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Pendant of a Portuguese horseman
Edo peoples, Benin kingdom, Nigeria
Length x width: 12.7 x 12.7 cm (5 x 5 in.)
Medium or Technique
Benin Kingdom Gallery (Gallery 172)
This pendant is one of six that display a horse and rider. The rider’s torso and arms are viewed head on, but his lower body and the horse appear in profile. This twisting posture is a rare, dynamic stance in Benin art, one usually associated with foreigners. The horseman’s features and his armor clearly identify him as Portuguese. At his waist is a rapier, and in his right hand he carries a match stick—a forked staff for holding a slow burning match to ignite powder in a cannon.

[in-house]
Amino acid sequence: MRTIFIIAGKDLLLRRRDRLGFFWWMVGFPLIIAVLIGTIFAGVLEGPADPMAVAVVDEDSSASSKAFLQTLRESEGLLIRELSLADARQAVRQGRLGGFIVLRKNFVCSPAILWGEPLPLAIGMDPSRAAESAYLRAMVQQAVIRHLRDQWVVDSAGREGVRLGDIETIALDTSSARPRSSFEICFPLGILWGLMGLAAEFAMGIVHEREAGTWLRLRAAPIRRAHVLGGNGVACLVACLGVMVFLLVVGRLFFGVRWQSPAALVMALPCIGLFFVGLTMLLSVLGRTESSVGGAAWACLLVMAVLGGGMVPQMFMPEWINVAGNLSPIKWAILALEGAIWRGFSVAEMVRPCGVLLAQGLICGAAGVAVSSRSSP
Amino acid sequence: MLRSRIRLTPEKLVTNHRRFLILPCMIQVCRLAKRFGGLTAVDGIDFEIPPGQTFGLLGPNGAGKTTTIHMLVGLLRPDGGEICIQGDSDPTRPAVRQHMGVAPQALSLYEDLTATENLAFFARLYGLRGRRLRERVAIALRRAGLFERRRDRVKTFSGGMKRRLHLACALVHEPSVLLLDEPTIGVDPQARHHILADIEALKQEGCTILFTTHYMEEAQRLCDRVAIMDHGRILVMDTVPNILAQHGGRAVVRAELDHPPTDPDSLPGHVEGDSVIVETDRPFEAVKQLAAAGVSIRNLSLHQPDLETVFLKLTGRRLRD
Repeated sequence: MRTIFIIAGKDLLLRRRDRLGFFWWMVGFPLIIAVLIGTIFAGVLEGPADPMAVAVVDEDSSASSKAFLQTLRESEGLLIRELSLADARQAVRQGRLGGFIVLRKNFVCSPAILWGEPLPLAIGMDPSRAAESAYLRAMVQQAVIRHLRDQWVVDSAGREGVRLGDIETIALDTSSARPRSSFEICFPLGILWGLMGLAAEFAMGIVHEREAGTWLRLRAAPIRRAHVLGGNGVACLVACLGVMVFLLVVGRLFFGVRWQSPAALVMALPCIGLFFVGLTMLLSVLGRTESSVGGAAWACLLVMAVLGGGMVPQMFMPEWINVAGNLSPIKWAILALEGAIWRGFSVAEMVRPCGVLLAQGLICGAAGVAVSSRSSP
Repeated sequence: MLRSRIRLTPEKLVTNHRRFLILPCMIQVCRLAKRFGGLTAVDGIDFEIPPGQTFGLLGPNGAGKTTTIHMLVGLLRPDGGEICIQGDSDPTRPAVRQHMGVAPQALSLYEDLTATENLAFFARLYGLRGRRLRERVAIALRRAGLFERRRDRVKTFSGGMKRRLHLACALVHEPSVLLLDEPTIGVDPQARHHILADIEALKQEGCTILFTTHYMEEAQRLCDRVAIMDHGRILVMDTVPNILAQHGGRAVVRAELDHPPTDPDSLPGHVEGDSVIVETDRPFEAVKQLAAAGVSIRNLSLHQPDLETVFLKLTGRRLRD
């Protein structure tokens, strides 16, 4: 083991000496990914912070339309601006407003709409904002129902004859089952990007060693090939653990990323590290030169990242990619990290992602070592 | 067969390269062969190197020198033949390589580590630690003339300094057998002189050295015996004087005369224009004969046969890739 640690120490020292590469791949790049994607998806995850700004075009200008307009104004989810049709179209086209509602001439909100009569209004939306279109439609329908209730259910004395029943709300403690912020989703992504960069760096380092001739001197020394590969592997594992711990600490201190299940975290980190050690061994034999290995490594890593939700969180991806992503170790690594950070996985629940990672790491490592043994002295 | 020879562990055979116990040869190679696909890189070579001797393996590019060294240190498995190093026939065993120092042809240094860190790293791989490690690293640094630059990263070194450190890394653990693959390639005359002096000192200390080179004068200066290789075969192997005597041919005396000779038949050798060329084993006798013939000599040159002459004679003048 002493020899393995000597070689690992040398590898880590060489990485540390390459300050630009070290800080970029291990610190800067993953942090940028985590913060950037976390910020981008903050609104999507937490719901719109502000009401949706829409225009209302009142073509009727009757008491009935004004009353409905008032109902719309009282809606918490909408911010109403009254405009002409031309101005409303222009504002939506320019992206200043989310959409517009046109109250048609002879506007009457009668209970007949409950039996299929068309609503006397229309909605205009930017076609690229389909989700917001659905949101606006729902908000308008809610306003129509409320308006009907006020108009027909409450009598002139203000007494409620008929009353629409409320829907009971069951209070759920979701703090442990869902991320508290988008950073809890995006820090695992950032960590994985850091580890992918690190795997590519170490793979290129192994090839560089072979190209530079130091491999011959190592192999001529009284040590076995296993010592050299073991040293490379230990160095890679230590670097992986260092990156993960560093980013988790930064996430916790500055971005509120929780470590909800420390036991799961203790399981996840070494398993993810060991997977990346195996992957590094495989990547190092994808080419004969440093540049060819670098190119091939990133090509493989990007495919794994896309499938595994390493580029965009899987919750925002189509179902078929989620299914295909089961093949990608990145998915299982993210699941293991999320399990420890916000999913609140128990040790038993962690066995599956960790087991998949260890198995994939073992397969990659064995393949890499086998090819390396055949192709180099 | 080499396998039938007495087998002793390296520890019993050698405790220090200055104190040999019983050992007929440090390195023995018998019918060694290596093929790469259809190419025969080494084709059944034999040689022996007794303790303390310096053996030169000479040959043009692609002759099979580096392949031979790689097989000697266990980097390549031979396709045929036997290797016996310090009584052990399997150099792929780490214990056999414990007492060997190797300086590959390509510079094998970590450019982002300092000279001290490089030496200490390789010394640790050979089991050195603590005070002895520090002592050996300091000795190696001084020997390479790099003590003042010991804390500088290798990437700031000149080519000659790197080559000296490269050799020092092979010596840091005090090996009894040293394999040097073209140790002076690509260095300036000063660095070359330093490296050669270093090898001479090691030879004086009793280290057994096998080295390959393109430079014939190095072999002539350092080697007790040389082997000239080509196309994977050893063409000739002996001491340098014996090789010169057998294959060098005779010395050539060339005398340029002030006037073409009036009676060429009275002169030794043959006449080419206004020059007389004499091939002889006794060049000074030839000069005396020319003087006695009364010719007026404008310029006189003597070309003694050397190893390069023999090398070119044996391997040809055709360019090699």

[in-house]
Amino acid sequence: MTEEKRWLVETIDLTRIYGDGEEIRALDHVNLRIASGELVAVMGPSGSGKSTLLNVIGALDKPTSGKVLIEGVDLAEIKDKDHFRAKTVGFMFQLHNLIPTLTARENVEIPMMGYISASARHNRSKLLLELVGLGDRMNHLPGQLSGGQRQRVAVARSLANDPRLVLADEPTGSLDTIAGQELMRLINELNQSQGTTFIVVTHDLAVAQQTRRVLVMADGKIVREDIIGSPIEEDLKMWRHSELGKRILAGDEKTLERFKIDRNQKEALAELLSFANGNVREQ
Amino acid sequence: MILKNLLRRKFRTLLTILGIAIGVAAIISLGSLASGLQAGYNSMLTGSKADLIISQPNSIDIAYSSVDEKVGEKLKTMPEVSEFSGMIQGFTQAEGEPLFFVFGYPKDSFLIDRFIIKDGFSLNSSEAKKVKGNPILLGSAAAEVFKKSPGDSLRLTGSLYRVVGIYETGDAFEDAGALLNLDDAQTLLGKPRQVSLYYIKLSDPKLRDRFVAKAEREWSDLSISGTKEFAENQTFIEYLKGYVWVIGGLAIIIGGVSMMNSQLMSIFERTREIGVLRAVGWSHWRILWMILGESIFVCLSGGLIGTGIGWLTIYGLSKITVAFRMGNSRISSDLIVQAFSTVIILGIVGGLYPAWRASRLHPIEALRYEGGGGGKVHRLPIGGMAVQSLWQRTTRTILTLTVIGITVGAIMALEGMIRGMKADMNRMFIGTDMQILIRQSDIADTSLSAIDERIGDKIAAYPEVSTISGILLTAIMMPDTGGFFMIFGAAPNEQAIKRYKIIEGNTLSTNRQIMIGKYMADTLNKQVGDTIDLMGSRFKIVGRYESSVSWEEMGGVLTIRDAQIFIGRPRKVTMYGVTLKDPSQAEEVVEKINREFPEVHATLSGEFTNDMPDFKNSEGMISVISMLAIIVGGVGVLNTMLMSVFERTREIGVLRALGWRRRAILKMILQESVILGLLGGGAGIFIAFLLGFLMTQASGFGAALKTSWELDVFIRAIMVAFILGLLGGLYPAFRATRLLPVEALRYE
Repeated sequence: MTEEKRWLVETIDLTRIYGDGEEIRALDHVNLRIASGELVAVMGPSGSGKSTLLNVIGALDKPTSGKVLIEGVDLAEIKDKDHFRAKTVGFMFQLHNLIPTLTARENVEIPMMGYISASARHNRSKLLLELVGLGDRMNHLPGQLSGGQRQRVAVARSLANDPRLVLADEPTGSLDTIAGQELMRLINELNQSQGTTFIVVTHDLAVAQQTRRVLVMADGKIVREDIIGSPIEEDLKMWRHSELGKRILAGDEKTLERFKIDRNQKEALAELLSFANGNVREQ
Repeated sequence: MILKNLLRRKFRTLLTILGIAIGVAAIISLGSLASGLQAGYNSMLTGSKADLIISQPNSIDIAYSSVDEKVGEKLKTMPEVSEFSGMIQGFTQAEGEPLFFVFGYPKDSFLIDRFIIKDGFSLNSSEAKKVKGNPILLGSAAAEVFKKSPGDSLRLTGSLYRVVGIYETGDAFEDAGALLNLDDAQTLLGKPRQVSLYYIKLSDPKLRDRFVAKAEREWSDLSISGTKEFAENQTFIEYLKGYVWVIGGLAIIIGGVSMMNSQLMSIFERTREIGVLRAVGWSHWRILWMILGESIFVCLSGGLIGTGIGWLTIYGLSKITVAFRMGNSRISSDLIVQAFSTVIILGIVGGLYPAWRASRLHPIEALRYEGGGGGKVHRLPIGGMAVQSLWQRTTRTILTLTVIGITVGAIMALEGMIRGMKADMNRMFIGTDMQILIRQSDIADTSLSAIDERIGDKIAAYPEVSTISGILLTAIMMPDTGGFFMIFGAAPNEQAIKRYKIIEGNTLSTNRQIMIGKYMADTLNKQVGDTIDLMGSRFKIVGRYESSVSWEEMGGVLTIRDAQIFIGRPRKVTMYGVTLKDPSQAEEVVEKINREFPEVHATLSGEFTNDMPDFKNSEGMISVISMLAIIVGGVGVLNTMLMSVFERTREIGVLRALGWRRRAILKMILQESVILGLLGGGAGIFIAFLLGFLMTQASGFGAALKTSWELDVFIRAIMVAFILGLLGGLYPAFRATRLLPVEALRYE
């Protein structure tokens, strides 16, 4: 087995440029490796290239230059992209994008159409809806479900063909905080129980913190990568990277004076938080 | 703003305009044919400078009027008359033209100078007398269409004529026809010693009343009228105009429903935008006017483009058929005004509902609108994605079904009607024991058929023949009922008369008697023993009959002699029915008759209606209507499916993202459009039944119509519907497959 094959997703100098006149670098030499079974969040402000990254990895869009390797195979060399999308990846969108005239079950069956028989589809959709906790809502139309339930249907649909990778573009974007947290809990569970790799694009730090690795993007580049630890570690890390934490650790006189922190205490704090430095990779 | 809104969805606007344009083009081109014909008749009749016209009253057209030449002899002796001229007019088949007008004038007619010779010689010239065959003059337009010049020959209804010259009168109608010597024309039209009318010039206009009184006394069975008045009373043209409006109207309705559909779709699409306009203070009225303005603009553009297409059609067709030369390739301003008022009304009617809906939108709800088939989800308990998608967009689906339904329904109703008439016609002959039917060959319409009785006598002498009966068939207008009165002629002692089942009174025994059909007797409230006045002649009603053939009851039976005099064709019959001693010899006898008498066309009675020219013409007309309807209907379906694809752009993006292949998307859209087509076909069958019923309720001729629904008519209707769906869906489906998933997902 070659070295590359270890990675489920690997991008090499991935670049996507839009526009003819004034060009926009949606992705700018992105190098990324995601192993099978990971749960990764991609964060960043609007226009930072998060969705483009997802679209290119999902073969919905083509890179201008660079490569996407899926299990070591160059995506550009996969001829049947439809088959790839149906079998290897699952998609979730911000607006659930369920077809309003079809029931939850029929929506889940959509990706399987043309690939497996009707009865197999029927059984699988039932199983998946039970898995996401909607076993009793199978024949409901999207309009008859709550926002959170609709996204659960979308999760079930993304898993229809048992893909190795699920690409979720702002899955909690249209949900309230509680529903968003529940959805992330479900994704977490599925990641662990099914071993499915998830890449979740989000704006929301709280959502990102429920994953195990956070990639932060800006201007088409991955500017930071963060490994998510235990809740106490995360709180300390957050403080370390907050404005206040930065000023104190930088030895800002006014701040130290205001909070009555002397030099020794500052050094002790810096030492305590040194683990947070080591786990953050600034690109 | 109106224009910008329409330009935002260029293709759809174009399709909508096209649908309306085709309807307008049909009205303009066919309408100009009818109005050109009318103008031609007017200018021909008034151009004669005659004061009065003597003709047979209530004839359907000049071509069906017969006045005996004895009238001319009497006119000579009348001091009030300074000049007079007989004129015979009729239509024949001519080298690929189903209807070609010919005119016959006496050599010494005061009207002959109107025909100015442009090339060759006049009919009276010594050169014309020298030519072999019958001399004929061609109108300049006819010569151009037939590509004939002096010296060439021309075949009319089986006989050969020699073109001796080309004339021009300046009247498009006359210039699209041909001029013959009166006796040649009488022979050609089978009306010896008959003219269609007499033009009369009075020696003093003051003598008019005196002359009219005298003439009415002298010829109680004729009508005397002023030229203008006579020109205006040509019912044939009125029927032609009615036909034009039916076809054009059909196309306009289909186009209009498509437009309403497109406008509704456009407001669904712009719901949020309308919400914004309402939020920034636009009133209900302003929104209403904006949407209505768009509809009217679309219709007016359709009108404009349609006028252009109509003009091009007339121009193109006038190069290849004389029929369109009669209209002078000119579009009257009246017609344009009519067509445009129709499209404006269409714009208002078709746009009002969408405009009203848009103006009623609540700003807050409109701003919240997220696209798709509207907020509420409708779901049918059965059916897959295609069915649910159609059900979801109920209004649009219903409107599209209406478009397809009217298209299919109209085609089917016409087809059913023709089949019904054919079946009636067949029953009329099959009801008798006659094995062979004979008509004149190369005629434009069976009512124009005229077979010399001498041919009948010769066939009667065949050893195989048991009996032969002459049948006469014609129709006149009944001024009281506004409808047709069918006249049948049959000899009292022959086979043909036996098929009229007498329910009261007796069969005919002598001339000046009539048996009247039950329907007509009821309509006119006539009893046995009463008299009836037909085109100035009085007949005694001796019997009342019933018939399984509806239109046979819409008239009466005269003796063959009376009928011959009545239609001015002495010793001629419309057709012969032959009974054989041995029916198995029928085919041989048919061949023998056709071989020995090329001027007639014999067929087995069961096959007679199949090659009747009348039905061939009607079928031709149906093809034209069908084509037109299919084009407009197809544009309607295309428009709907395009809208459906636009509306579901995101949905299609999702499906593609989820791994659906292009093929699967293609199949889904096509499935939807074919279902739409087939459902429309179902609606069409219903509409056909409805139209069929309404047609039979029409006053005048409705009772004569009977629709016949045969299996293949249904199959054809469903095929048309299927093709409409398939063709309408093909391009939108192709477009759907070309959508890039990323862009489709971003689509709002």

16th century, probably commissioned from the Igun Eronmwon, or royal brasscasters guild, by a member of the court of Benin. 1897, taken from the Royal Palace, Benin City, during the British military occupation of Benin by Dr. J.P. Howe, England; by descent within his family to Captain J.S. Howe, R.E. and then to Mrs. R.M. de Pury; June 20, 1961, Mrs. R. M. de Pury and others sale, Sotheby’s, London, lot 138. By 2011, Robert Owen Lehman, Rochester, NY; 2012, promised gift of Robert Owen Lehman to the MFA.
Robert Owen Lehman Collection